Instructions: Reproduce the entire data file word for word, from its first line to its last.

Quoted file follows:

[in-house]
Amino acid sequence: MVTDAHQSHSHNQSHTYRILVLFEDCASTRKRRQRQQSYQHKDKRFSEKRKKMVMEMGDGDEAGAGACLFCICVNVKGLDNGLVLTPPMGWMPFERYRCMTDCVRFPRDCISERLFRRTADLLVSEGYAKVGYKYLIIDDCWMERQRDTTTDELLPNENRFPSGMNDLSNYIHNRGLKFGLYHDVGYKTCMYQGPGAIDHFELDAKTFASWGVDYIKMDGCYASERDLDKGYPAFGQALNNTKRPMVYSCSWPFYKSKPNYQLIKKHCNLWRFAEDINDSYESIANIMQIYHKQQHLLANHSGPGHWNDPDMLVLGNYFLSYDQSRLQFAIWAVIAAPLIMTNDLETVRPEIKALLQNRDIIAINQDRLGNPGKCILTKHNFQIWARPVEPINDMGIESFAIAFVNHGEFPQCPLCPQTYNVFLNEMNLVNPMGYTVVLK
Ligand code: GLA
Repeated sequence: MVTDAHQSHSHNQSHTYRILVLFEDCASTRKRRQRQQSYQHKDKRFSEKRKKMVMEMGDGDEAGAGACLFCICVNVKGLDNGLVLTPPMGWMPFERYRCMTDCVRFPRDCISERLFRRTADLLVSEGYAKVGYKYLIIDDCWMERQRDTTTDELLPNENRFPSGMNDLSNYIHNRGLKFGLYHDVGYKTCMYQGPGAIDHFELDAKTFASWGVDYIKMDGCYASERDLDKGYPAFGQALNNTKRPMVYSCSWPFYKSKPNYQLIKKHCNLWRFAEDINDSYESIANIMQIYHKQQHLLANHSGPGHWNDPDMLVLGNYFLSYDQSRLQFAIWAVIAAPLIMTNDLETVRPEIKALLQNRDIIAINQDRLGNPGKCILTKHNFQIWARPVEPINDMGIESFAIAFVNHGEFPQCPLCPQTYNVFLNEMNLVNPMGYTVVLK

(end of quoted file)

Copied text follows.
[in-house]
Amino acid sequence: MVTDAHQSHSHNQSHTYRILVLFEDCASTRKRRQRQQSYQHKDKRFSEKRKKMVMEMGDGDEAGAGACLFCICVNVKGLDNGLVLTPPMGWMPFERYRCMTDCVRFPRDCISERLFRRTADLLVSEGYAKVGYKYLIIDDCWMERQRDTTTDELLPNENRFPSGMNDLSNYIHNRGLKFGLYHDVGYKTCMYQGPGAIDHFELDAKTFASWGVDYIKMDGCYASERDLDKGYPAFGQALNNTKRPMVYSCSWPFYKSKPNYQLIKKHCNLWRFAEDINDSYESIANIMQIYHKQQHLLANHSGPGHWNDPDMLVLGNYFLSYDQSRLQFAIWAVIAAPLIMTNDLETVRPEIKALLQNRDIIAINQDRLGNPGKCILTKHNFQIWARPVEPINDMGIESFAIAFVNHGEFPQCPLCPQTYNVFLNEMNLVNPMGYTVVLK
Ligand code: GLA
Repeated sequence: MVTDAHQSHSHNQSHTYRILVLFEDCASTRKRRQRQQSYQHKDKRFSEKRKKMVMEMGDGDEAGAGACLFCICVNVKGLDNGLVLTPPMGWMPFERYRCMTDCVRFPRDCISERLFRRTADLLVSEGYAKVGYKYLIIDDCWMERQRDTTTDELLPNENRFPSGMNDLSNYIHNRGLKFGLYHDVGYKTCMYQGPGAIDHFELDAKTFASWGVDYIKMDGCYASERDLDKGYPAFGQALNNTKRPMVYSCSWPFYKSKPNYQLIKKHCNLWRFAEDINDSYESIANIMQIYHKQQHLLANHSGPGHWNDPDMLVLGNYFLSYDQSRLQFAIWAVIAAPLIMTNDLETVRPEIKALLQNRDIIAINQDRLGNPGKCILTKHNFQIWARPVEPINDMGIESFAIAFVNHGEFPQCPLCPQTYNVFLNEMNLVNPMGYTVVLK